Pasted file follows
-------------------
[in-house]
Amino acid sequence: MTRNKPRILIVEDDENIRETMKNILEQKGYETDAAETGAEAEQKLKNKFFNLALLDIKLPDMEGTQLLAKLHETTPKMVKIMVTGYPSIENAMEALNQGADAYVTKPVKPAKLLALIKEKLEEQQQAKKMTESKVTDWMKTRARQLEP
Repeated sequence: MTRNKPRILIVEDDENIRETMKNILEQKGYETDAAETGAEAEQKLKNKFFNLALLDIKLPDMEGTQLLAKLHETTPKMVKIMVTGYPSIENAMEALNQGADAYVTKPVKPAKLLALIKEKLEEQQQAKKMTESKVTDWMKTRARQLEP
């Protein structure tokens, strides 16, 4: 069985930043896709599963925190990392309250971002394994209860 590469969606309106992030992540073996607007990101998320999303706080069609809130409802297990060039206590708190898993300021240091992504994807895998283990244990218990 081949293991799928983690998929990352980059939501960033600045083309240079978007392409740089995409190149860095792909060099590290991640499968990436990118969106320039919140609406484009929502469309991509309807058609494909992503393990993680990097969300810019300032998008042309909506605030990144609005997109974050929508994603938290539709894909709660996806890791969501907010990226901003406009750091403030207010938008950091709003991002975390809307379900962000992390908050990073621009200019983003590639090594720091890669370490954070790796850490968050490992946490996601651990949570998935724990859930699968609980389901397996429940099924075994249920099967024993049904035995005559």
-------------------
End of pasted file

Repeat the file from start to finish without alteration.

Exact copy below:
[in-house]
Amino acid sequence: MTRNKPRILIVEDDENIRETMKNILEQKGYETDAAETGAEAEQKLKNKFFNLALLDIKLPDMEGTQLLAKLHETTPKMVKIMVTGYPSIENAMEALNQGADAYVTKPVKPAKLLALIKEKLEEQQQAKKMTESKVTDWMKTRARQLEP
Repeated sequence: MTRNKPRILIVEDDENIRETMKNILEQKGYETDAAETGAEAEQKLKNKFFNLALLDIKLPDMEGTQLLAKLHETTPKMVKIMVTGYPSIENAMEALNQGADAYVTKPVKPAKLLALIKEKLEEQQQAKKMTESKVTDWMKTRARQLEP
């Protein structure tokens, strides 16, 4: 069985930043896709599963925190990392309250971002394994209860 590469969606309106992030992540073996607007990101998320999303706080069609809130409802297990060039206590708190898993300021240091992504994807895998283990244990218990 081949293991799928983690998929990352980059939501960033600045083309240079978007392409740089995409190149860095792909060099590290991640499968990436990118969106320039919140609406484009929502469309991509309807058609494909992503393990993680990097969300810019300032998008042309909506605030990144609005997109974050929508994603938290539709894909709660996806890791969501907010990226901003406009750091403030207010938008950091709003991002975390809307379900962000992390908050990073621009200019983003590639090594720091890669370490954070790796850490968050490992946490996601651990949570998935724990859930699968609980389901397996429940099924075994249920099967024993049904035995005559």